STUART: Only three dimensions. Okay. That’s good. Well, I’d love to talk more about that because it seems like capitalism took us serious fork a while back and there are a couple of different flavors of it. But I’m looking forward to that conference. There’s hoping knocking wood that I can come and visit you in Finland. And we’re going to go fishing right.
JUKKA: We are going to go fishing. And we are going to go, it’s in spring, it’s still a good season for ice fishing.
STUART: Well it’ll be a first for me, particularly if I have to wear a dry suit to go fishing. That’s that’s never happened before.
So let’s talk more about what’s happening in Europe. You’re connected with the Borderlands community. I’ve been observing what’s going on. What are the Burning Man Regional groups out in your part of the world? How are they responding to all this madness?
JUKKA: As a result, obviously all the national communities had events planned. And then when everything was canceled, a couple of interesting things happened.
Of course, there is no data on the reasoning of this. But there is, for example, in Germany, there were so many smaller events. It’s really like mushrooming. Aligned with the local regulations. So it’s keeping the culture really rich in that sense. And this is nothing new, but what’s going on in increasing pace is that the communities — either because people have more time or it’s conscious or subconscious activity — to buy land, to buy permanent land and do farming there.
In many countries when the faith has gone towards the government, so it’s, it’s communities are stepping on this. And I thought there is definitely a light, a good side on that it’s a one year break, at least from the event and that it transforms to something not only focusing on basically one thing and yeah, it’s fascinating times in that sense.
And I also, I, what I’m sensing is that, and I can only talk about personal views, is that we seem to be in so deep shit, or everything is growing so fast, that something that three years ago, for example, was not taken seriously is now taken more seriously. That co-creation is not like, “Okay, you hippies are doing something that doesn’t make any sense.”
Well, it seems to empower people quite a lot then. And the password at the moment is resilience. Like these are example communities on that. So in that sense it’s a big momentum. And at the same time, of course, those who are in power, people really want to keep that out, which is on the hierarchical structure. But that’s what I can see. Surely there are some surveys going on, but that’s observed activities going on.
ANDIE: Yeah, it’s a, it’s an interesting moment because crowds generally want to get bigger. Next year you want to invite that friend to come with you, right? And these kinds of events tend to grow if they’re successful in creating that feeling of psychological safety and participation and cooperation.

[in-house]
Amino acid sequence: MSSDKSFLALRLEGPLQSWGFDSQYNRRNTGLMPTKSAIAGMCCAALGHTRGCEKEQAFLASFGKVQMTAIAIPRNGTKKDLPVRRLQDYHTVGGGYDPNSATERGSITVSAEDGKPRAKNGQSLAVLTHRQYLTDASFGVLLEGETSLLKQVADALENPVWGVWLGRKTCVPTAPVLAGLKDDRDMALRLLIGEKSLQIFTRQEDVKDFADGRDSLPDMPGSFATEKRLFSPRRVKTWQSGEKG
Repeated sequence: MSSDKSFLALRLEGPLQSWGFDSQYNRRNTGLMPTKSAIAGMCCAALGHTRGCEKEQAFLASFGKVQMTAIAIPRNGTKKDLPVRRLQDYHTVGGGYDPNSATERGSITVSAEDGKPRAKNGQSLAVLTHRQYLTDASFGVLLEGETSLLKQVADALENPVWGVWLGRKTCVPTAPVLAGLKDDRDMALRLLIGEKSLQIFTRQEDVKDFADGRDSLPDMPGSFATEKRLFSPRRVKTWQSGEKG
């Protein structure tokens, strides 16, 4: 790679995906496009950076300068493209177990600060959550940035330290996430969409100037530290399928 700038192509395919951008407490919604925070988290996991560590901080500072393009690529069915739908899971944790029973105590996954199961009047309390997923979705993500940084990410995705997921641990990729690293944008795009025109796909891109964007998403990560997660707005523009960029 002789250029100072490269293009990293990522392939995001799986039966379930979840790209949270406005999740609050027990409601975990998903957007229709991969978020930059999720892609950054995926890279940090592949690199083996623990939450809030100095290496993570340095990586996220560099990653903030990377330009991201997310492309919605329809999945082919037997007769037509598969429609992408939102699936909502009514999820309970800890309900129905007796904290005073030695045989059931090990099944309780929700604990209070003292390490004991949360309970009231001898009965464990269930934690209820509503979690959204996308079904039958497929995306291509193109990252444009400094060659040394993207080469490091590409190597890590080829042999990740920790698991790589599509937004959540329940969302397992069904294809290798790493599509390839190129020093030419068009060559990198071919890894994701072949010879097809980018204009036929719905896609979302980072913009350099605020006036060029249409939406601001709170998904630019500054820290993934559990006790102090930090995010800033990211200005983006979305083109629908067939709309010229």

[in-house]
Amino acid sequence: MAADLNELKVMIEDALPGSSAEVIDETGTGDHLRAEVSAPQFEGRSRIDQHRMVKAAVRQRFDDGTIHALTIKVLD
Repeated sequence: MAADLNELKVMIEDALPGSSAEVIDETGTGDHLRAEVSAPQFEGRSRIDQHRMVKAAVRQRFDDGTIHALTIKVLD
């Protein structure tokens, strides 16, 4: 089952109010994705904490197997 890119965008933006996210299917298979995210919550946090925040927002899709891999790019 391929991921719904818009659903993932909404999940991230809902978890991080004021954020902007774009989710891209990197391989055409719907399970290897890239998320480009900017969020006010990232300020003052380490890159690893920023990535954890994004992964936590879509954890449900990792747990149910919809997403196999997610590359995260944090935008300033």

But that tension is going to be huge because we have to just make more events that are smaller to baby step back into that world. And we’re all going to have to really look at: how do you decide who gets to come to that limited event based on what the regulations are and what the safety of doing so is. Does that mean that other events are going to squirt out all the sides and we’re going to have way more than we’ve ever had? It’s kind of fascinating when you think about it.
JUKKA: It is. And the reason is for example, a community and event called Fusion in Germany, the 70,000 strong band, and they already made the decision for the next summer that there will be two events, 35 35. I’m not sure if 35,000 people still gave the social distancing, but at least they are holding the events a bit smaller.
In Finland we talk about the number of 50. And we had one, it was very small, there. There we draw in the sand, it was by the sea, a map of Black Rock City, which was perfect for social distancing, like that.
You have your space at three o’clock and then at six o’clock and yeah, it worked really, really nicely. But that’s, the events are wide ranging and smaller.
STUART: I’m going to keep my eye on a fusion in Germany. Because that gives me hope that if they can figure out a way to do a socially responsible, health responsible 35,000 person event, who knows, maybe we could do a — that’s about half of our population. So if we were to cut our event in half, what might that look like? I don’t know.
JUKKA: How about having a one month or two month long Black Rock City, but of course people leave in between.
STUART: That’s the tough part.
ANDIE: I think that’s what they had to do at night at the Oregon country. Fair. Right? All the people who were allowed to be there in the evening would literally like link, arms and sweep you out. If you didn’t have the right wristband. That sounds like a big job. I don’t know. That sounds like social contact. So maybe not.
STUART: It’s a good idea. All right. I think we’re kind of coming to the end of our time together, Jukka. Thank you so much for joining us. It’s always a pleasure. To chat with you, my friend.
ANDIE: Yeah. Thank you. Lots of interesting, interesting things you’re working on.
JUKKA: Yeah. Well, this opportunity, like it’s, I really, I really enjoyed the chat and sharing my views. And for the listeners Burning-Stories.org, and there you find the forum and you will find data that hopefully supports you and gives you insight. Then it’s our pleasure to support everyone at the moment.
STUART: Thank you so much. Yeah, that is burning-stories.org, but I recommend everybody go take a look.
Oh, Oh. But before we leave, I wanted to play an example of what you were talking about earlier about mixing the data with a little bit of creativity. What’s this clip that we’re going to listen to at the end?
JUKKA: In August called [unclear], who specialized in the combination of Siberian throat singing and really deep melodic beats. This particular piece is about love. And it’s a love story shared at Borderlands. And I’m looking forward to hearing it.
STUART: Alright, Vav. Cue up the cut.
Mikko Heikinpoika (2019) Music piece from a Cubes story in Borderland”
♩ ♪ ♫ ♬ It’s just very apparent when you realize like this person is actually really your soulmate, someone with you you’ve shared so much already before this life, when you just realize like this person’s half of your soul … just to come to God again.♩ ♪ ♫ ♬